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The Wandering Ear music program is 'dedicated to delivering the feels'

When Daniel Mathia went to the University of Arizona four years ago, he didn't really listen to music, aside from Christian music.

But when a friend introduced him to Spotify, his world opened up. The now 24-year-old started listening to indie, indie-pop and other genres, slowly but surely expanding his music catalog.

From there, Mathia's passion for music grew and grew. He ended up leaving college to come home to Kent and said the situation was stressful. He turned to music.

"One day, as I was sitting down on my computer, the idea for The Wandering Ear came to me," he said, talking about his online music publication and event series based out of Seattle. "I created it as a way to share my thoughts and feelings on music."

The Wandering Ear celebrated its fourth anniversary on Aug. 26, which was commemorated with the launch of The Wandering Ear radio show on SoundCloud.

In four years, Mathia's passion project has grown into something "far bigger" than he ever anticipated.

"It was an idea that I didn't think would actually happen," he said. "You know, that kind of idea?"

The Wandering Ear is a publication "dedicated to delivering the feels," where music lovers can go to read interviews with artists and bands, discover new music, hear from Mathia's perspective and "feel something."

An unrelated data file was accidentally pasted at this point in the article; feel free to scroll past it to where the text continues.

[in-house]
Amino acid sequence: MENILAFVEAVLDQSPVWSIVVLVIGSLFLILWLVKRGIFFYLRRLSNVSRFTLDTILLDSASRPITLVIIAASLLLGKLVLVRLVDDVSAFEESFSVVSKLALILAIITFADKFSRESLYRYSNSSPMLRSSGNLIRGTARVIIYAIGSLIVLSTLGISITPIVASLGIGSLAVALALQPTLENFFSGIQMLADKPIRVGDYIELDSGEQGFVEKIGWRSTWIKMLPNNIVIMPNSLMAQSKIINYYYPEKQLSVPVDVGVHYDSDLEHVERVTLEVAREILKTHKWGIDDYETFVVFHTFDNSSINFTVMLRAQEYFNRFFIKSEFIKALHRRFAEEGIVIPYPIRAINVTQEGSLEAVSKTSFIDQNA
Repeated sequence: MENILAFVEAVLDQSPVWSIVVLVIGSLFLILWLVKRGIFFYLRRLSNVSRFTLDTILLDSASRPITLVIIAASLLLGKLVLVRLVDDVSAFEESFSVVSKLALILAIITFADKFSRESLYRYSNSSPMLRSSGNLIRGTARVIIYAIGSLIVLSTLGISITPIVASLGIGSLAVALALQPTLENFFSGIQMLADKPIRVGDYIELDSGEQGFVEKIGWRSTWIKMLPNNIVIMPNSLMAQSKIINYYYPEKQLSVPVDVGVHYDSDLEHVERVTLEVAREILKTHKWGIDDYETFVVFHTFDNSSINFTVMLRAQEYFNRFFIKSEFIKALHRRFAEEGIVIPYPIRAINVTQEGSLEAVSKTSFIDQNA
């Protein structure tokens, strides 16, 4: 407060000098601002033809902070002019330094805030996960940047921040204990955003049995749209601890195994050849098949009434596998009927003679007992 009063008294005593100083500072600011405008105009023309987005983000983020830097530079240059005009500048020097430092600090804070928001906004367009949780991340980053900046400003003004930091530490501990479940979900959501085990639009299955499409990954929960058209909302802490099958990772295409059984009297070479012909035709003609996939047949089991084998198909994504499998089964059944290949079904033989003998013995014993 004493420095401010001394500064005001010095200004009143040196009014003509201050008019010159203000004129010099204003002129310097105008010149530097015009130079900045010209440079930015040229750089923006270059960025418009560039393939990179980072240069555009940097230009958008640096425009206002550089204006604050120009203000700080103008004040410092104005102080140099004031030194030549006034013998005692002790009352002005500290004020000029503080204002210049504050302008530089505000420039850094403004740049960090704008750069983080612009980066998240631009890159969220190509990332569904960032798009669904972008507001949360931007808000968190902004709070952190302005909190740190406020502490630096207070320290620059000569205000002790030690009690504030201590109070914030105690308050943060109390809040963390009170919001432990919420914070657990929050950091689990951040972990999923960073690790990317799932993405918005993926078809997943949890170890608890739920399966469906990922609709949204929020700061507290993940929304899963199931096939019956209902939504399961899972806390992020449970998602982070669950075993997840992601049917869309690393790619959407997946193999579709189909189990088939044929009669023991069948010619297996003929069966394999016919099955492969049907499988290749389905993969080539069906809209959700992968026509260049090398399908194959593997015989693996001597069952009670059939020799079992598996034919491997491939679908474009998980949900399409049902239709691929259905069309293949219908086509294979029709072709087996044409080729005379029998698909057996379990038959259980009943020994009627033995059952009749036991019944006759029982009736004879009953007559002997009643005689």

Mathia said he explores streaming platforms like SoundCloud and Spotify to find artists for his website — they aren't all Seattle-based either; some artists he's connected with are from places like Los Angeles, Dallas and the United Kingdom.

"It's a gut feeling," Mathia said. When he is listening to an artist's music, he asks himself: How does this make me feel? Would I want to see them in concert? Is there a way I can tell a personal story and link it to the music?

"Then someone can listen to the music and feel something, and then read [my] article and kind of also feel something, and attach it together," he said.

Pre-COVID, Mathia also started to host live music events. In fact, before Gov. Jay Inslee's "Stay Home, Stay Healthy" order, The Wandering Ear had three shows lined up that had to be canceled.

Hosting live shows wasn't an easy venture for Mathia. He said the first he planned was set to be held at Chop Suey on Capitol Hill in 2018. But, as things progressed, he realized he didn't how much actually went into planning and hosting live events, and was a little in over his head.

"The guys at Chop Suey saved me a lot," Mathia said.

A year later, in 2019, he decided to give it another shot. Mathia said he reached out to four of his artist friends and held the event at Chop Suey, which was called "The Wandering Ear: Happily Sad Vol 1."

"It was an amazing experience," he said. "That put a lot of stuff in perspective - this could actually be something."

But, of course, with the coronavirus pandemic, that was all put to a halt. However, Mathia said The Wandering Ear did end up hosting a two-day virtual show a while back — a first for him.

The last six months have been a time of reflection for Mathia. He said he's been using this time working on and thinking about what he wants for The Wandering Ear moving forward — including more virtual events, shows catered toward 18 to 25-year-olds (when events are allowed again), growing The Wandering Ear Support Fund, which aims to support itself and BIPOC artists & organizations, among other aspirations.

But one thing will always be at the core of The Wandering Ear — and that's "delivering the feels."

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